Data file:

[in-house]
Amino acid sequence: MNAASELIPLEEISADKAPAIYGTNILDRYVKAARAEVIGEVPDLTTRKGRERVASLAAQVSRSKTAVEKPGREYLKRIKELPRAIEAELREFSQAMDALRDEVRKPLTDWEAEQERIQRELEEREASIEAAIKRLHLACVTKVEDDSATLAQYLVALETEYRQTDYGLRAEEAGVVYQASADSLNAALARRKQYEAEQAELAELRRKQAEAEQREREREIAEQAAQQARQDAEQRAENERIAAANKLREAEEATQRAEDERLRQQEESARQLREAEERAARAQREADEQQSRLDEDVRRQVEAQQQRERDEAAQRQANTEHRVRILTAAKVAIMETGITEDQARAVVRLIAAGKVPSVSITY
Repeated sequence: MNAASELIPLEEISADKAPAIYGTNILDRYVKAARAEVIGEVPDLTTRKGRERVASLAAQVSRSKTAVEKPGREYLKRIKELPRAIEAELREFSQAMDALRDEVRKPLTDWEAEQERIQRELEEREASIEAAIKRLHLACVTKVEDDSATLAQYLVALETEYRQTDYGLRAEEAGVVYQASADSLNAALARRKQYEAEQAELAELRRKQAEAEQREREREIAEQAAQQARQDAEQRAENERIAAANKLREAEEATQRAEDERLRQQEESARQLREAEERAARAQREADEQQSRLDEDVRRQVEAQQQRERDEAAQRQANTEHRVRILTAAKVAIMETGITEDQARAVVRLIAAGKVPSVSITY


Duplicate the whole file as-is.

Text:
[in-house]
Amino acid sequence: MNAASELIPLEEISADKAPAIYGTNILDRYVKAARAEVIGEVPDLTTRKGRERVASLAAQVSRSKTAVEKPGREYLKRIKELPRAIEAELREFSQAMDALRDEVRKPLTDWEAEQERIQRELEEREASIEAAIKRLHLACVTKVEDDSATLAQYLVALETEYRQTDYGLRAEEAGVVYQASADSLNAALARRKQYEAEQAELAELRRKQAEAEQREREREIAEQAAQQARQDAEQRAENERIAAANKLREAEEATQRAEDERLRQQEESARQLREAEERAARAQREADEQQSRLDEDVRRQVEAQQQRERDEAAQRQANTEHRVRILTAAKVAIMETGITEDQARAVVRLIAAGKVPSVSITY
Repeated sequence: MNAASELIPLEEISADKAPAIYGTNILDRYVKAARAEVIGEVPDLTTRKGRERVASLAAQVSRSKTAVEKPGREYLKRIKELPRAIEAELREFSQAMDALRDEVRKPLTDWEAEQERIQRELEEREASIEAAIKRLHLACVTKVEDDSATLAQYLVALETEYRQTDYGLRAEEAGVVYQASADSLNAALARRKQYEAEQAELAELRRKQAEAEQREREREIAEQAAQQARQDAEQRAENERIAAANKLREAEEATQRAEDERLRQQEESARQLREAEERAARAQREADEQQSRLDEDVRRQVEAQQQRERDEAAQRQANTEHRVRILTAAKVAIMETGITEDQARAVVRLIAAGKVPSVSITY